jan_holmes
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Contact:

Post by jan_holmes » Mon Jan 01, 2007 2:51 pm

Is BigInteger class provided here ?

MAK
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Post by MAK » Tue Jan 02, 2007 1:09 pm

Is BigInteger class provided here ?
Nope. You have to make your own BigInteger class. I think there is an implementation posted somewhere in these forum Java pages.

MAK
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Location: Dhaka, Bangladesh

Interesting

Post by MAK » Tue Jan 02, 2007 10:38 pm

I just saw something very interesting at the Bug Fixes forum. Someone (probably one of the system admins) says that

1. Java uses 190+ MB of RAM just for a single System.out.println

2. Java is 'unsecure'. Java classes may illegally access system data or files.

I'm quite sure that the second statement is false.
I have a similar feeling about the first one too, but I've never tried measuring the amount of memory taken up any of my Java programs, so I wouldn't know for sure. Can someone shed some light on this?

Darko
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Post by Darko » Tue Jan 02, 2007 10:52 pm

No, I don't think that the first statement was made by an admin. I think someone saw the memory usage on SPOJ, which allocates 192MB, but that doesn't mean it uses that much.

There is probably a better way (especially with Java 1.6, from what I understand), but you can try how much memory your program uses by limiting the heap memory with -Xmx switch, e.g.:
java -Xmx16m Main.java < in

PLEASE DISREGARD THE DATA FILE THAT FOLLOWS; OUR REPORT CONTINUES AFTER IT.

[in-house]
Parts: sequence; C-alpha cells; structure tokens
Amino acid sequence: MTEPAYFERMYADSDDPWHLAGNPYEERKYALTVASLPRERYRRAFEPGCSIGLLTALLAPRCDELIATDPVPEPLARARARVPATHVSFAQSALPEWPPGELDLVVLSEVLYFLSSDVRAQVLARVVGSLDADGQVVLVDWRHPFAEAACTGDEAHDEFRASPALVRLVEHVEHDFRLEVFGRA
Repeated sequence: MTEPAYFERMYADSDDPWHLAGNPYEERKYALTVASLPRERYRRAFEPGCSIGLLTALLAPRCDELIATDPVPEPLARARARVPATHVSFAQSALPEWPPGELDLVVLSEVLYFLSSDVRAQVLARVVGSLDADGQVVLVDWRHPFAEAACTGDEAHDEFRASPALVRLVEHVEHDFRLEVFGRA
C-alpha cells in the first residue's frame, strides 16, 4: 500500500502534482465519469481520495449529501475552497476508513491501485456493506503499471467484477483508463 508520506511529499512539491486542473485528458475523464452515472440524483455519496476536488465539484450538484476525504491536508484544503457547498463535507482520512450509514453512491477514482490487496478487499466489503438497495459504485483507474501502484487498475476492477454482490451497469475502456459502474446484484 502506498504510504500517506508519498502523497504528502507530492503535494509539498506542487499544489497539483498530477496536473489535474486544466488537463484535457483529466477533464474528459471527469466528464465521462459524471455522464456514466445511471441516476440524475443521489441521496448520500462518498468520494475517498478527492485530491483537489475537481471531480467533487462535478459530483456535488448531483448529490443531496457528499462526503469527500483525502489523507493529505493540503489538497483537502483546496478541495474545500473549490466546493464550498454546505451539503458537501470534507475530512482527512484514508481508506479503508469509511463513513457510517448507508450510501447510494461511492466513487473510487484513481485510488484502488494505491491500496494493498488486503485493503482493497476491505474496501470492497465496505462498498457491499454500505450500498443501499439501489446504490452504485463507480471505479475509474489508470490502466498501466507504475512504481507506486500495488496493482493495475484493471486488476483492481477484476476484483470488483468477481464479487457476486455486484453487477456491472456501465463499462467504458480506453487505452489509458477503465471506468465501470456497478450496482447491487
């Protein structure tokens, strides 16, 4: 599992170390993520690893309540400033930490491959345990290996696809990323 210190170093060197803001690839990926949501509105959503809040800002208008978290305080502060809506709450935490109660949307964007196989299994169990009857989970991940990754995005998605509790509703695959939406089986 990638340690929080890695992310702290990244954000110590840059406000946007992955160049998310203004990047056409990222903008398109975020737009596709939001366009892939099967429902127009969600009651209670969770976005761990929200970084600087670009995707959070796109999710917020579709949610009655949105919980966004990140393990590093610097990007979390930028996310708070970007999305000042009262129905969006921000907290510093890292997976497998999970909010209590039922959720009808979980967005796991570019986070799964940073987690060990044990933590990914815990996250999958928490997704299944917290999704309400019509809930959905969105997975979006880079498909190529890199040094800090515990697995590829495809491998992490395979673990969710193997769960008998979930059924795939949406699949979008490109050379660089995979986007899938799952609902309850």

Play with the number and soon you'll find out how much memory you need. Now, that being said, I ran into couple of problems that, although they run with 16MB heap on my PC they run out of memory on UVa, and it is limited to 32MB.

Why these things happen? No idea, but it probably has something to do with the fact that UVa uses gcj, who knows how that thing compiles Java code to binary (it is compatible with Java 1.1, that's why Java is very limited here).

That probably explains why "Java" is able to access restricted functions, if they were running a bytecode within a JVM, it wouldn't be a problem.

MaVa
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Some Java speed tricks

Post by MaVa » Fri Feb 09, 2007 2:07 am

I code only java, shure it is a pain in the ... sometimes.
but in real competitions it is a good choice.

Java is not that much slower on input and output, but you must take care!!

1. using System.out.print*() will make the stream flush, which takes time, by using System.out.write() you can save time, and gain work.
(try on 10189)

2. readLn() metods given as examle on the page is slow, because when you make an array such as byte[] java must make shure all bytes are decleared to right initial value, as opposed to C. Using a small array speed thing up.

3. Integer.parseInt() is not optimized either, to many checks for invalid arguments. On this site you can rely on input-format!!
(if it says positive numbers, dont check for minus signs)

I dont know how to best test the difference in input speed, but even on problems with lots of input I think it is possible to make fast java programs.
There is indeed some difference in I/O-speed.

Good Luck
MaVa